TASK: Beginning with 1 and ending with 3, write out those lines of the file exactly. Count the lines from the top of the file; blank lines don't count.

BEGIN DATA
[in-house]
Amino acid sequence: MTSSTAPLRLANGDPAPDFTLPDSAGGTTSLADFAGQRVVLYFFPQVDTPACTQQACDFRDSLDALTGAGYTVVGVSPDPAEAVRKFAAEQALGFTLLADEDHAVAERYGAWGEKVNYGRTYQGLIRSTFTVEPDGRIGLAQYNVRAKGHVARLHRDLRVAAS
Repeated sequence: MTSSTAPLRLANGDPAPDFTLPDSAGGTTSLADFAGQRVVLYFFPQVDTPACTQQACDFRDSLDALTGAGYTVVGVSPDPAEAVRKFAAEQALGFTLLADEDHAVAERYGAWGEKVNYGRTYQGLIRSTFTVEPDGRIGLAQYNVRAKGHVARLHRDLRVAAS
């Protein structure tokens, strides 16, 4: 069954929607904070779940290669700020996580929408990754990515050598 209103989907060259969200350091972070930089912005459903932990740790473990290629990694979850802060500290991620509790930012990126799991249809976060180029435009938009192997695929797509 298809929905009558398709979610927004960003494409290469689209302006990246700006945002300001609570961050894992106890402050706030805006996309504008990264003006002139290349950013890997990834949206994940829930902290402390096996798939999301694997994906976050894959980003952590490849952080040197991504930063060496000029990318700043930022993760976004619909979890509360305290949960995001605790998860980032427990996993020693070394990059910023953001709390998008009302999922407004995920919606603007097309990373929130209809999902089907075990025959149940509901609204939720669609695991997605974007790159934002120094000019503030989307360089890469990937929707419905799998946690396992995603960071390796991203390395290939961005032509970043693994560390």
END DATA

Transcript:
[in-house]
Amino acid sequence: MTSSTAPLRLANGDPAPDFTLPDSAGGTTSLADFAGQRVVLYFFPQVDTPACTQQACDFRDSLDALTGAGYTVVGVSPDPAEAVRKFAAEQALGFTLLADEDHAVAERYGAWGEKVNYGRTYQGLIRSTFTVEPDGRIGLAQYNVRAKGHVARLHRDLRVAAS
Repeated sequence: MTSSTAPLRLANGDPAPDFTLPDSAGGTTSLADFAGQRVVLYFFPQVDTPACTQQACDFRDSLDALTGAGYTVVGVSPDPAEAVRKFAAEQALGFTLLADEDHAVAERYGAWGEKVNYGRTYQGLIRSTFTVEPDGRIGLAQYNVRAKGHVARLHRDLRVAAS